It was not immediately clear when Nasr Ibn Ali al-Ansi was killed.
A U.S. official confirmed that al-Ansi was dead, but would not say whether his death was the result of a drone strike.
Twelve cartoonists, editors and other magazine staffers were killed by two gunmen
on January 7. The attack was revenge for the magazine's depictions of the Prophet Mohammed, al-Ansi said then.
He blamed not only Charlie Hebdo, but also France and the United States in his statement.
Al-Ansi urged all would-be jihadists to wage war at home, when possible, as opposed to traveling abroad.
"If he is capable to wage individual jihad in the Western countries that fight Islam -- such as America, Britain, France, Canada and others of the countries that represent the head of disbelief in waging war against Islam ... if he is capable of that, then that is better and more harmful," said al-Ansi.
He continued: "But if that is impossible, and he is able to serve his brothers on the front lines, then let him immigrate, for it is better."
An off-camera interviewer asked why attacks have abated in the United States.
"By the grace of Allah the great (and) the almighty, we have made efforts in external work, and the enemy knows the danger of that," al-Ansi said. "We are preparing and lurking for the enemies of Allah. We incite the believers to do that."
Second leader killed
Al-Ansi was killed last month in a drone strike in the Yemeni city of al-Mukalla, the SITE Intelligence group said, citing media reports.
He was born in Ta'iz, Yemen, in October 1975. Al-Ansi pursued jihad in Bosnia in 1995, returned to Yemen, then traveled to Kashmir and later, Afghanistan, where he met Osama bin Laden, according to SITE. The group said al-Ansi was jailed in Yemen for six months before joining AQAP. It's unclear why.
CNN terrorism analyst Paul Cruickshank described al-Ansi's death as a "significant blow against AQAP."
In addition to being the group's go-to spokesman, al-Ansi was a senior military strategist who enjoyed a special status because of his history with al Qaeda and bin Laden.
He is the second senior AQAP leader killed recently.
Last month, AQAP
announced that Ibrahim al-Rubaish had died in what AQAP's media wing, Al-Malahem Media, called a "crusader airstrike." The Al-Malahem Media obituary characterized al-Rubaish as a religious scholar and combat commander.
Al-Rubaish was once held by the U.S. government at its detention facility in Guantanamo Bay, Cuba. In fact, he was among a number of detainees who sued the administration of then-President George W. Bush to challenge the legality of their confinement in Gitmo.
He was eventually released as part of Saudi Arabia's program for rehabilitating jihadist terrorists, a program that U.S. Sen. Jeff Sessions, R-Alabama, characterized as a failure. In December 2009, Sessions listed al-Rubaish among those on the virtual "Who's Who of al Qaeda terrorists on the Arabian peninsula ... who have either graduated or escaped from the program en route to terrorist acts."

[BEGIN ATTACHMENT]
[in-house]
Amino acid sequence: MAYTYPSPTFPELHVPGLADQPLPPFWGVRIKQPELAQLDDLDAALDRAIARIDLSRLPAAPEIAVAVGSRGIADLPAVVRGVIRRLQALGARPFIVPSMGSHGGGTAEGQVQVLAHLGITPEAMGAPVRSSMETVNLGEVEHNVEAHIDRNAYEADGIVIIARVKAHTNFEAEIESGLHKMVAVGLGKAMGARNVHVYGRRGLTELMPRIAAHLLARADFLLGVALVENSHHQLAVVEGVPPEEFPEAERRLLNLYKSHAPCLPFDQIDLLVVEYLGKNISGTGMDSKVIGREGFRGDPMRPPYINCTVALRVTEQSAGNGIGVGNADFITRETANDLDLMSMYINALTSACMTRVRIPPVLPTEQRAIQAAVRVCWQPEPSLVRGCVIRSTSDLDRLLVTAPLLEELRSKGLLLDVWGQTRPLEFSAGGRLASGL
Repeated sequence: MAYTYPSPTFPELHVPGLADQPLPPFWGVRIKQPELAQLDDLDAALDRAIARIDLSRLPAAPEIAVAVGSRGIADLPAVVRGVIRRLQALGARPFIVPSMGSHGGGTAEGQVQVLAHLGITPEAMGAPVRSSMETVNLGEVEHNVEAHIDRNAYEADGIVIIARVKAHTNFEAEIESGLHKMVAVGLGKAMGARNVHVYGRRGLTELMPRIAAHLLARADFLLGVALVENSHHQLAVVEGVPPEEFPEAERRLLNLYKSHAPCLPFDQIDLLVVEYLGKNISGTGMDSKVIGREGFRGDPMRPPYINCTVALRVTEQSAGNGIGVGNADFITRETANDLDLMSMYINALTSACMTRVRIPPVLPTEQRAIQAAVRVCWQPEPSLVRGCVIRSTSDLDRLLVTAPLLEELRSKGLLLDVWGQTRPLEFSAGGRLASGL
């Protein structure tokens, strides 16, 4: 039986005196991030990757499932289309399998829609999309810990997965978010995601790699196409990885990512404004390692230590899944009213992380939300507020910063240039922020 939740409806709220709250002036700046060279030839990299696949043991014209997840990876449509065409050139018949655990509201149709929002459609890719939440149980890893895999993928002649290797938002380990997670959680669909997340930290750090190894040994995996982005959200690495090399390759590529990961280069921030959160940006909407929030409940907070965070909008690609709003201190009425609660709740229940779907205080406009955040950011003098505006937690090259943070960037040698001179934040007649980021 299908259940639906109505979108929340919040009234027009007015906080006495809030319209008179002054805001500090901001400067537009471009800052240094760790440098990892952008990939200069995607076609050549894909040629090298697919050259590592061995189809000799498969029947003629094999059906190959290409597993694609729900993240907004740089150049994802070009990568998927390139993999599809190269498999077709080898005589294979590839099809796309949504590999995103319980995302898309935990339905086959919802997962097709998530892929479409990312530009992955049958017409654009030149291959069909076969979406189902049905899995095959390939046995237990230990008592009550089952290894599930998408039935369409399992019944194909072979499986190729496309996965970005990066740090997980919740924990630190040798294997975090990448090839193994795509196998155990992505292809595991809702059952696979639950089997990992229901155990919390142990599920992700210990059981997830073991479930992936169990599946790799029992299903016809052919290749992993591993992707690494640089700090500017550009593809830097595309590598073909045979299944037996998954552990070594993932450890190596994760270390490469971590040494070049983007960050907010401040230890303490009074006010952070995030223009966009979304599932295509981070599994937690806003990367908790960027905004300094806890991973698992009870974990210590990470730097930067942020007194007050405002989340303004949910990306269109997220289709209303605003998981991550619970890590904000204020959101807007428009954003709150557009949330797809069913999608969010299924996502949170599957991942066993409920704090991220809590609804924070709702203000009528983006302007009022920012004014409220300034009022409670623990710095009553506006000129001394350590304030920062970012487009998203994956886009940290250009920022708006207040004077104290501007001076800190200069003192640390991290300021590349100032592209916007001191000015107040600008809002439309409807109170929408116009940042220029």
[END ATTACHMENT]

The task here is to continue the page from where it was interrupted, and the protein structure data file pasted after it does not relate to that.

The United States has been active in Yemen, working closely with governments there to go after AQAP leaders like al-Rubaish. While it was not immediately clear how he died, drone strikes have killed many other members of the terrorist group.
What does AQAP want?
emerged in Saudi Arabia in 2002, but thanks to the efforts of Saudi authorities was a mostly spent force by 2005, according to analysis from Jane's World Insurgency and Terrorism.
It re-emerged, reinvigorated, in Yemen in 2009 after the Saudi outfit merged with a Yemeni al Qaeda counterpart, the analysis said.
In a May 2010 statement, AQAP said its objectives were the "expulsion of Jews and crusaders" from the Arabian Peninsula, the re-establishment of the Islamic caliphate, the introduction of Sharia, or Islamic law, and the liberation of Muslim lands, according to Jane's World Insurgency and Terrorism.
This suggests the group aims to rid Yemen and Saudi Arabia of non-Muslims and overthrow the nations' governments, to be replaced with what it considers to be an Islamic state.
To that end, it has targeted foreigners and government forces in Yemen, as well as Saudi leaders. In 2009, Prince Mohammed bin Naif bin Abdulaziz, the Saudi Arabian deputy minister of interior, survived a bomb attack carried out by an AQAP militant.
Through its Inspire magazine, AQAP also hopes to radicalize Western Muslims and stoke grass-roots jihadist action in Western nations, the Jane's report says.
The group's current incarnation "is widely considered to be the al Qaeda regional franchise that represents the most serious international threat," it concludes.